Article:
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The Final Season **
Everything You Always Wanted to Know About Rossiter Drake*

Norway High's starting nine aim for one last championship trophy in The Final Season.

(Courtesy of San Francisco Examiner)

Starring: Sean Astin, Powers Boothe, Rachael Leigh Cook, James Gammon, Tom Arnold. Rated PG.

Inspired by the true story of the Norway High Tigers, who earned 20 straight Iowa state baseball championships before their school lost its funding, The Final Season is aggressively earnest in its approach, littered with every cliché known in the sports universe. Clearly, it represents a labor of love for Sean Astin, who produces and stars, and his passion for the game cannot be questioned. Still, a confection this sickly sweet is sometimes difficult to swallow.

Astin plays Kent Stock, an aspiring banker who takes a short-term position as assistant coach at Norway because, well, it’s Norway, the hardball capital of Iowa. Legendary head coach Jim Van Scoyoc (Powers Boothe) approves. “The baseball tradition in Norway is as rich as the Iowa spirit,” the grizzled vet solemnly tells his young apprentice. “We grow ballplayers like corn.”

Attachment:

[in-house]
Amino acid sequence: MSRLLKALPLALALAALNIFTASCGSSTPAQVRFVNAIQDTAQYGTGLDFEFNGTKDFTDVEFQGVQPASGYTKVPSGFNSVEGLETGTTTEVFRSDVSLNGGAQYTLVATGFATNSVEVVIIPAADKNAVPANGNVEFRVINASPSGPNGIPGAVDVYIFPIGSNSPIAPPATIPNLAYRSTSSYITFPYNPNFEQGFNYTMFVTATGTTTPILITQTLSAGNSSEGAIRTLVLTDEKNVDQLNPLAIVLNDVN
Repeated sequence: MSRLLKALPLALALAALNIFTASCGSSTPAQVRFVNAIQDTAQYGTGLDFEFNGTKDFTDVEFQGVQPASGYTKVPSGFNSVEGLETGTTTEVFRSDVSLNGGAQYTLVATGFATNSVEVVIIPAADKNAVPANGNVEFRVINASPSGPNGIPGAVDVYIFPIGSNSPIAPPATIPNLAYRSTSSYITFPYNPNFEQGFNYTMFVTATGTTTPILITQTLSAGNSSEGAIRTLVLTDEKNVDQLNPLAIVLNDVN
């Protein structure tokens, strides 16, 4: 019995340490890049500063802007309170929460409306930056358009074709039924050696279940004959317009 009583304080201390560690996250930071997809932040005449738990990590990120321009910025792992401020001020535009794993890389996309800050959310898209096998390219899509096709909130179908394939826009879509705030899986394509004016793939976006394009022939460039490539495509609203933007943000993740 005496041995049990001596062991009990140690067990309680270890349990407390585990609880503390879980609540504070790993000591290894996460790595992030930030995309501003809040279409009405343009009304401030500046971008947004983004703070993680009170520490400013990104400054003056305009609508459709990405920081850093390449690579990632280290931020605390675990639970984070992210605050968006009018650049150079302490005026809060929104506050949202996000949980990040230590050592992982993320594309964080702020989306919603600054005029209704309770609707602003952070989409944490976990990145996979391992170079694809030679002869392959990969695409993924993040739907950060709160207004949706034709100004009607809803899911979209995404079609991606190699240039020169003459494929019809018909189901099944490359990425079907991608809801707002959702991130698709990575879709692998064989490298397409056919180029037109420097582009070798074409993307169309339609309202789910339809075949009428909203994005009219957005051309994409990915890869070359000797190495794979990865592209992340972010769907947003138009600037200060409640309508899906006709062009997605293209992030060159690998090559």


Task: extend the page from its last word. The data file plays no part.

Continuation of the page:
There is plenty of corn in The Final Season. Once the big-city bad apple (Michael Angarano) arrives for a much-needed dose of small-town wisdom, it is only a matter of time before he ditches his trademark cigarettes for a spot on the starting nine. Meanwhile, Van Scoyoc is ousted from the team by bottom-line-driven bureaucrats. Can Stock lead Norway to the big game? Can Superman fly?

There's nothing wrong with The Final Season that a sharper script couldn’t fix -- its heart is in the right place, even if its sentimentality is excessive to a fault. It is a rousing story, transformed into an all-too-tidy fairy tale by a screenplay rooted in all-American family values that somehow ring false. That hardly takes away from Norway High’s achievements, or its place in history as one of Iowa’s most beloved baseball institutions. But perhaps it deserves a better, more honest movie than this.

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